Wellington, New Zealand. 1963
My first year at Art School. My first year of a decade of self- destruction. I was sixteen. By the end of the year, I would have successfully navigated the pre-requisite initiation into adulthood – losing one’s virginity, that first cigarette, getting a car licence and the alcohol of course. Plenty of that before the availability of hallucinogenic drugs.
I was in my bohemian pre- hippie look, thankful I no longer had to emulate the blonde buxom allure of Bridget Bardot. Op- shopping was beginning to be an alternative to mainstream fashion and I was a bit of a trend-setter with my tea-cosy hat and painted ping-pong ball earrings. I smoked the slim chic Sobrani, black or multi-coloured. You could buy singles. Perfect when short on cash.
It was still the days of , what was colloquially known as, the 6’o clock swill. At 5.45pm the call of ‘last drinks ‘ would echo out from the bar and there’d be a mad rush to buy as much as possible before closing time. Friday nights, our close-knit student group would depart for the inner city flat above the butcher shop in Tinakori Rd, carrying cartons of beer and maybe a flagon of cheap vino. With any luck, there’d be a Maori guy with a typically melodious voice, a guitar and three chords and the party would get off to an early start. Steaming newspaper parcels of fish n’ chips provided the perfect cuisine.
Someone would have bought the latest Beatles record, Please, Please Me and the walls shook with John, Paul , George and Ringo. There was a double bass from a tea chest and a percussive lagerphone ( a good use for the discarded bottle tops ) to accompany them. Richard would be in a corner executing his intricate psychedelic drawings and quirky writings or photographs that would end up pinned to the wall or stuck on the fridge . Richard, always alone, whom we all loved, whose tormented soul would finally have enough and whose talent became a precious record of a passing time.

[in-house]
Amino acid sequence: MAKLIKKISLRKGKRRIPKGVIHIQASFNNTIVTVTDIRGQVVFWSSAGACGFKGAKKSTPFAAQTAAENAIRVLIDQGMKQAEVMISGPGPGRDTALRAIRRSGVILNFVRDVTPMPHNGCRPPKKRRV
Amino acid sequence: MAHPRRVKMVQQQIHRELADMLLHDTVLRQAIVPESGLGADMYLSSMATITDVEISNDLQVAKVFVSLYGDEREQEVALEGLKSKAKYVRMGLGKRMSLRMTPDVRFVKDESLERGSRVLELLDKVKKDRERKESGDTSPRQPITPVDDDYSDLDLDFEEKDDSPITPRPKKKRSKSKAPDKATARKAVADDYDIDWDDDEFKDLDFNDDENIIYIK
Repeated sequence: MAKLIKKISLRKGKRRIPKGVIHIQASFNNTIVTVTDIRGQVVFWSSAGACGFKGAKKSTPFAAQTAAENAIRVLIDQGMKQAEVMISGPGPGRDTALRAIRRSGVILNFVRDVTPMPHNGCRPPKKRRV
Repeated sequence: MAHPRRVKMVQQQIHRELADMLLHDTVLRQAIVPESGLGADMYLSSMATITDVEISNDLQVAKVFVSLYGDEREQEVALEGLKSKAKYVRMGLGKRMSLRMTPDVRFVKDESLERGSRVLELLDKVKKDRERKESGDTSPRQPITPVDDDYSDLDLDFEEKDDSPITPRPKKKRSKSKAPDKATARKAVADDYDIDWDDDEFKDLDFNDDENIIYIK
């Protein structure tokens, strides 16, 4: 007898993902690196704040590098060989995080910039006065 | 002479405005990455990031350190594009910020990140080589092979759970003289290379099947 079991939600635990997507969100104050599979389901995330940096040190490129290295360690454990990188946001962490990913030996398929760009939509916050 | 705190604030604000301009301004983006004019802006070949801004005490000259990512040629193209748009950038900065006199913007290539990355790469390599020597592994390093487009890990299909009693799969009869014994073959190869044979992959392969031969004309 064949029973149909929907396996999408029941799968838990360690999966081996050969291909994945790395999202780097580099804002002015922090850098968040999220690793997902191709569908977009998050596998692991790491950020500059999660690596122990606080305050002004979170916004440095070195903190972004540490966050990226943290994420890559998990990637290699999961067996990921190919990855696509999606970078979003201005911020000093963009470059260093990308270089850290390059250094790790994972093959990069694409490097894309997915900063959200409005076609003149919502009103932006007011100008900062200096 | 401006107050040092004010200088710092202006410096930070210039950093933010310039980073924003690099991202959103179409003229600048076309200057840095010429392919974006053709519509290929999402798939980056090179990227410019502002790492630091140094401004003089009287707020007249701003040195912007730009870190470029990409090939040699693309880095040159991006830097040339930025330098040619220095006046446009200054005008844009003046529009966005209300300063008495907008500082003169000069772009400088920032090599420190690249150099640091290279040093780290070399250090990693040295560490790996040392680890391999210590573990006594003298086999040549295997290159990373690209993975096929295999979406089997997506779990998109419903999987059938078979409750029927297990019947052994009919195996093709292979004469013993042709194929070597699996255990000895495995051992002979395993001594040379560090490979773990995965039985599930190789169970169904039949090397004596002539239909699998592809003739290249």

Eventually, the various couples would disperse into bedrooms, to be greeted the next day by piles of bottles and full ash trays, always someone prone and snoring on the sofa or floor. And the boys from Liverpool would start up and there’d be bacon and eggs and strong tea. And we’d do it all again on Saturday night.
I was lucky. In my first tentative relationship with a fellow student I felt I had found my soul mate. where the rampant hormones were matched by our mutual passion for art; many Sunday afternoons spent wandering the back streets of Wellington, sketch book in hand. The Beatles’ refrain of Closer, let me whisper in your ear….. seemed to epitomise that all-engulfing state of first love. He was, for many years, my lover, friend and guide.
Monday to Friday went by in a haze of graphics, paint, print making and design. The year of ’64 would remain one of the most dynamic of the Art School’s history, producing several established artists on both sides of the Tasman. But back then, we were all finding our way through the labyrinth of youth, aspirations and experiment, revelling in our independence. Wellington of ’63 was a pretty safe pond to be swimming in. Our exodus to the other side of the world still a few years away.
From time to time, a tramp would be organised. In- Kiwi speak, tramping is bushwalking, or rather hiking. We’d pile into a truck on a Friday afternoon with all our gear – maybe a dozen of us. The boys in charge of the beer, the girls with the food. We’d be dropped at the beginning of the track and have to make it to our hut before dark. We were all pretty fit, carrying our heavy backpacks up steep rocky inclines and down slippery muddy paths. The dark shape of a hut at last appeared to whoops of jubilation and relief. The lamps would be lit, fire started, sleeping bags designated to spaces, meal prepared, beers opened.
Fifty – three years on and the survivors remain. The empty spaces resound with memory. Decades later, at a commemorative exhibition of Richard’s photos and memorabilia, I could still see the same youthful faces behind the grey hair and signs of age. Whenever I hear The Beatles I am sixteen again and it is as if the time between then and now has been just a dream of a life, barely imagined.